Hyundai Motor Company and Kia Corporation have detailed a new feature that could give their electric vehicles (EVs) greater range, traction and stability.

    Previewed on the Genesis GV60, the Active Air Skirt (AAS) – nestled between the front bumper and wheels – is intended to reduce drag, and is deployed at speeds over 80km/h. It can even operate at speeds beyond 200km/h.

    During testing on the GV60, the carmaker has been able to reduce the drag coefficient by 0.008, improving drag by 2.8 per cent and increasing range by around 6km.

    The system will remain hidden until activated. It then retracts at 70km/h; Hyundai says the speed difference is to prevent frequent deployment and retraction at specific speed ranges.

    Hyundai says the design of the skirt only covers the front part of the tyres without extending to the whole section underneath the front bumper; the company says it doesn’t need to span the full width as the E-GMP platform’s floor is already flat.

    The skirt is made from a rubber material, which reduces the risk of external objects damaging the vehicle’s underbody at high speeds.

    The system will control the air that enters through the lower part of the bumper and control the turbulence around the wheels by continuously adjusting according to the vehicle speed.

    Hyundai says the feature has been specifically designed for vehicles underpinned by the E-GMP platform (Electric Global Modular Platform), which include the Genesis GV60, Hyundai Ioniq 5 and Ioniq 6 as well as the Kia EV5, EV6 and EV9.

    The company says it has applied for patents in South Korea and the United States, and plans on putting the technology into mass production once further durability and performance tests have been conducted.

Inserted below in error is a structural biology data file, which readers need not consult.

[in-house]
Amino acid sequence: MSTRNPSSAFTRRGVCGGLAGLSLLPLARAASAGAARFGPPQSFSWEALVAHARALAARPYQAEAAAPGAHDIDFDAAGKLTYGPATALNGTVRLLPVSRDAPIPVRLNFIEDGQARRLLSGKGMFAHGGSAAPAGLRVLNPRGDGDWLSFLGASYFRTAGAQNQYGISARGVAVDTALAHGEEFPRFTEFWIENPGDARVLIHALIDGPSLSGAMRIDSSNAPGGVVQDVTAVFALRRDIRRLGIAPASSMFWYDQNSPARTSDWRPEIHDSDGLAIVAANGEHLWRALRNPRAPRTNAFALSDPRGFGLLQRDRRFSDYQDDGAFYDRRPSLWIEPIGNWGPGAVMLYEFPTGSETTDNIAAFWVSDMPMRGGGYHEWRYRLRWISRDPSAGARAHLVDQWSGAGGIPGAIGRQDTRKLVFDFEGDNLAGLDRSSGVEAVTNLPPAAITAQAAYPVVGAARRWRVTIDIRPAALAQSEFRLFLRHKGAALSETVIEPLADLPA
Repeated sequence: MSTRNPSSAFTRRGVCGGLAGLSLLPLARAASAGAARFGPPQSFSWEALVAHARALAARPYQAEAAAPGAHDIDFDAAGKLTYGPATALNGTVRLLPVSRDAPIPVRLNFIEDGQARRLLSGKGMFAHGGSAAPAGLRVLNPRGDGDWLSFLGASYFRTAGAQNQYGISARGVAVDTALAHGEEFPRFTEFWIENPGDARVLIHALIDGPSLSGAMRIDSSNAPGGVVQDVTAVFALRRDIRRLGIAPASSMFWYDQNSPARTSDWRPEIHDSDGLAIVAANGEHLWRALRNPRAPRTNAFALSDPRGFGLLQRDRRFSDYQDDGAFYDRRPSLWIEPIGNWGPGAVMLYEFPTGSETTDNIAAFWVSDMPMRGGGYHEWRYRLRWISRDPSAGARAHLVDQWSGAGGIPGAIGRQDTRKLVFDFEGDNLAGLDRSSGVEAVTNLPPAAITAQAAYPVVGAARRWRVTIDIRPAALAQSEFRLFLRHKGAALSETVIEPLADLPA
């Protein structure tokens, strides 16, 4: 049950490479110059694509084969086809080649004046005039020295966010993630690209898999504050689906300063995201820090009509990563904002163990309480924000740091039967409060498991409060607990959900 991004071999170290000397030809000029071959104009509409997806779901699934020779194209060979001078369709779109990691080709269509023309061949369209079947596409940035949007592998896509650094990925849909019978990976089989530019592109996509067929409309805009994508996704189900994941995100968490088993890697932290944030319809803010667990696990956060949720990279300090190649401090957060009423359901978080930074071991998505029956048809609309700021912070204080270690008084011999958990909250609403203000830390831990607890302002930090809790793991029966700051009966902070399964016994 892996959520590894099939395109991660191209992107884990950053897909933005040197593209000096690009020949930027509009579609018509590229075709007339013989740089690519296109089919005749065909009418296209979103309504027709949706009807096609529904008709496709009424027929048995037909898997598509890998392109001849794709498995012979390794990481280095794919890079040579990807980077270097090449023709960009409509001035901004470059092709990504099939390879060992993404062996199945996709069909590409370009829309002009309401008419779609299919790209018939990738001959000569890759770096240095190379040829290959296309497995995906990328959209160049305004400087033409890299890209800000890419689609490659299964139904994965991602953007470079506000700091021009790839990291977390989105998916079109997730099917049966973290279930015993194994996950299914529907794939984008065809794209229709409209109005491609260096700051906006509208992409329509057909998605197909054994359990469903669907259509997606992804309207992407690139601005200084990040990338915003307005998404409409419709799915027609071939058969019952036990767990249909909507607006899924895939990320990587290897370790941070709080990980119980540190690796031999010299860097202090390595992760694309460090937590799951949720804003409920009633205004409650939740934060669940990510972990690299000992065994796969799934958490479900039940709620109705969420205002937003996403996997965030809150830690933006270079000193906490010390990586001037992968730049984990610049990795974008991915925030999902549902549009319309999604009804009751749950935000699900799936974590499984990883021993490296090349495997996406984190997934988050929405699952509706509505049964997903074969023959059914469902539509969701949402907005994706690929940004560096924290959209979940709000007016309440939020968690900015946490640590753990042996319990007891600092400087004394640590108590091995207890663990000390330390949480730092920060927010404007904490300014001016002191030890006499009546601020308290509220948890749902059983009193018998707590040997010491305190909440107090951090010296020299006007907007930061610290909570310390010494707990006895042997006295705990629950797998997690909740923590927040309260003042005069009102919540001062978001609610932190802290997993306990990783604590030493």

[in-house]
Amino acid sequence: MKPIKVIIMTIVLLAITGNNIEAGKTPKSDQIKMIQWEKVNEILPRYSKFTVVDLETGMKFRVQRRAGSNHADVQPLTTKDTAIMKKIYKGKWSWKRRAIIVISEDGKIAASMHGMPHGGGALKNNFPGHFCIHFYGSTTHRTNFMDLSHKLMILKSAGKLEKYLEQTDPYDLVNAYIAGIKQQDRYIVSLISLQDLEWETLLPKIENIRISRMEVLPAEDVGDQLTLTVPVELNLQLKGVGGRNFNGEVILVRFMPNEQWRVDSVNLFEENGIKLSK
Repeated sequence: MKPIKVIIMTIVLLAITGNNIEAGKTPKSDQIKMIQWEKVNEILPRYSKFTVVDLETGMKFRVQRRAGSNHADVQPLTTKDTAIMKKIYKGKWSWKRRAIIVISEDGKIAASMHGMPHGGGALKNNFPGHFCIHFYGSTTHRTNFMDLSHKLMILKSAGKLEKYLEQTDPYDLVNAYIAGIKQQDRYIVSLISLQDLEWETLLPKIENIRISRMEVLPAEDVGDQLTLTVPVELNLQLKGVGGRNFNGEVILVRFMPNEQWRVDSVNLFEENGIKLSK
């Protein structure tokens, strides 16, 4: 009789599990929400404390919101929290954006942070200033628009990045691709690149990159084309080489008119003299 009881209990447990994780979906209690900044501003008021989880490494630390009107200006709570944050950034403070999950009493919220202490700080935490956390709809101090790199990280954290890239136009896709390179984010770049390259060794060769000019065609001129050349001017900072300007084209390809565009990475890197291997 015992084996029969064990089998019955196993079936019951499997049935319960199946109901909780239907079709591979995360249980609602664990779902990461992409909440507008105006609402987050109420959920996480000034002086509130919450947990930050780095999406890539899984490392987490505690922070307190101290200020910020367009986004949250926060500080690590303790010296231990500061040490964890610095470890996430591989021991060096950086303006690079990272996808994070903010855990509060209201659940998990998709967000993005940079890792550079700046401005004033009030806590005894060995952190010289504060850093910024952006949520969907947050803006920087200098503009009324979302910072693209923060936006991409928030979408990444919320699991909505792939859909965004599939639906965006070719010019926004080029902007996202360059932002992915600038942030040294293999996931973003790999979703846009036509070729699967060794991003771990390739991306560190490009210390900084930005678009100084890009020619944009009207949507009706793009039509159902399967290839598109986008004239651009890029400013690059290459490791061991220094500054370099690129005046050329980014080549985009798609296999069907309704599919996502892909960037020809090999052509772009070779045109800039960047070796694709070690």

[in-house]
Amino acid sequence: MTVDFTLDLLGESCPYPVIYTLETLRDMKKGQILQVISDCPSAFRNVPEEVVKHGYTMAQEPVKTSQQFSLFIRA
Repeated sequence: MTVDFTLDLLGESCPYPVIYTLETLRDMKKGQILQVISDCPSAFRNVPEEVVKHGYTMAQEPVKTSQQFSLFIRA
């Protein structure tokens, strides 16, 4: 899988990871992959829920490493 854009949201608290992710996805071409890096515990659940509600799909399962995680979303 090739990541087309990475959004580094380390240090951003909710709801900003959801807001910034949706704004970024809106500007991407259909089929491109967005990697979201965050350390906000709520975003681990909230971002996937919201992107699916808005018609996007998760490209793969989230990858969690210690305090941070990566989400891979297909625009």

“This technology is expected to have a greater effect on models such as SUVs where it is difficult to improve aerodynamic performance,” said vice president and head of mobility body development group at Hyundai Motor Group Sun Hyung Cho.

    “We will continue to strive to improve the driving performance and stability of electric vehicles through improvements in aerodynamics.”

    Hyundai Motor Group has already been working on various aerodynamic enhancements to maximise efficiency, including active air flaps, wheel air curtains, wheel gap reducers and separation traps.

    Hyundai Motor Group isn’t the first carmaker to develop active skirts.

    The Toyota Tundra – which was recently launched in Australia – offers similar technology, while electric cars like the upcoming Porsche Macan will feature an active aerodynamic system.

    In the Porsche, this includes active cooling flaps on the front air intakes, variable elements on the underbody, as well as an extending rear spoiler.

    Jade Credentino

    Jade Credentino is an automotive journalist currently based in Melbourne, Australia. Jade has had a chance to review a variety of vehicles and particularly enjoys SUVs. She enjoys traveling and going on road trips exploring Australia.

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